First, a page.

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Robin Hood’ fails to state case for animation excellance

Erin McGinn | Tuesday, March 20, 2007

As the first Disney animated feature to enter production after Walt Disney’s 1966 death, “Robin Hood” illustrates perhaps better than any other film where the Disney studio faltered in the wake of its namesake’s passing.

Looking back at the company’s cartoon canon, it is rather remarkable to think that the loss of a single man could drain a legacy of magic from output collaborated on by hundreds of individuals. But the fact that “Robin Hood” is being released 33 years since it was first in theaters indicates that even if this 1973 feature can’t claim the massive followings of either Walt’s cherished classics or the late ’80s/early ’90s Renaissance musicals, it still is appreciated enough to justify a second DVD release – in its “Most Wanted Edition.”

“Robin Hood” wasn’t considered good enough by the studios to warrant one of the truly spectacular two-disc editions, and has instead been given only a single-disc upgrading. Although it is contained on just a singe disc, there are enough special features to distinguish its earlier DVD release. Most notably it comes with a deleted alternate ending, as well as a 1933 Mickey Mouse cartoon.

“Robin Hood” is an all-animal version of the much-adapted and well-known tale of a noble Englishman who robs from the rich to give to the poor. Robin Hood and Maid Marian are red foxes, Little John is a brown bear, Friar Tuck is a badger, Prince John is a lion, and so on. Though all the creatures are completely anthropomorphized, this production is still one of Disney’s few animated features that avoids human characters altogether.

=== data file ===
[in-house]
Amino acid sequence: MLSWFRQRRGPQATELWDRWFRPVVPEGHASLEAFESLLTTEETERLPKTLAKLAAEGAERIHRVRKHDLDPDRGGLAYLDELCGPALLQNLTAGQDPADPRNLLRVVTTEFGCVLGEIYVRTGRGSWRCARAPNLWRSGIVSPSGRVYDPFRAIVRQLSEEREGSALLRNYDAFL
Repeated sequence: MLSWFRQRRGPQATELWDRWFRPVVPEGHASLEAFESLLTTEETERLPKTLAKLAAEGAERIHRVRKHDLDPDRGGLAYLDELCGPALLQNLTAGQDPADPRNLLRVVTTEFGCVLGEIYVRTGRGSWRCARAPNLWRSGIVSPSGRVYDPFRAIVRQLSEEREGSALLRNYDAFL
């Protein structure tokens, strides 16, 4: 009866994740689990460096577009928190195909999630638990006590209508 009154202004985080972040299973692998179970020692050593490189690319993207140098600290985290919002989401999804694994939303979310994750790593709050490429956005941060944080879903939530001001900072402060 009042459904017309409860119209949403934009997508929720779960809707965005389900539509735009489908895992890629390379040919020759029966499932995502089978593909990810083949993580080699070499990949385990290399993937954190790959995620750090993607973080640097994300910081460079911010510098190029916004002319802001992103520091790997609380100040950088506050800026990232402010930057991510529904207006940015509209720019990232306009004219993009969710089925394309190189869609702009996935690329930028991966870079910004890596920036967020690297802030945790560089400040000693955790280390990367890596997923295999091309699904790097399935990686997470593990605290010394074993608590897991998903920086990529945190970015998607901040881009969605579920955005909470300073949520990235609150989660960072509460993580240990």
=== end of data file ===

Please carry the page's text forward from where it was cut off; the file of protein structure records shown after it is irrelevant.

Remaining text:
The minstrel rooster Allan-a-dale (who makes this one of the rare narrated Disney animated features) introduces the cast of characters at the start in a melody known as “Whistle-Stop” (sped up, the tune gained exposure as the music behind The Hampster Dance). From here, the movie progresses in a very episodic fashion. Robin Hood and Little John (who is anything but little) are portrayed as a laid-back, well-meaning duo. Their opposition is supplied by unquestionably evil authority figures: the tyrant Prince John and his often tied-up henchman (the snake Sir Hiss), as well as the unforgettable Sheriff of Nottingham.

Robin Hood and Little John don assorted disguises to do their business as Sherwood Forest’s redistributors of wealth. The scheming is depicted in a broad and comedic manner and it represents one of several elements calculatedly thrown into the mix. Slapstick-fueled adventure derives from the central acts of acceptable robbery, as does some small-town drama. There is also a group of kid characters and a love story surrounding Maid Marian and Robin Hood. Individually, they all fall short of more inspired treatment seen in other Disney films. Together, the result is reasonably diverting, but mediocre and evidently disjointed.

One of the major highlights of the film is Peter Ustinov’s funny embodiment of the thumb-sucking comic villain Prince John. The character is not just goofy and quirky like your typical cartoon comedy’s villain; he’s genuinely funny enough to produce laughs in adults. While the antagonist’s mannerisms are meant almost purely to amuse, “P.J” emerges as the movie’s most defined character and he’s just malicious enough to root against.

Most of the other characterizations aren’t up to quite the same quality. Robin Hood is sufficiently charming, Maid Marian is a suitable love interest and Sir Hiss is an entertaining sidekick. Beyond that, the ensemble cast operates perfunctorily, with several characters being most identified by what other Disney character shares the same voice actor. Likable though he may be, Little John is essentially Baloo all over again, as Phil Harris’ character from “The Jungle Book,” who is even closely physically resembled here.

Although not one of Disney’s best, it is still most certainly considered a classic, and is enjoyable especially for fans that grew up loving the movie.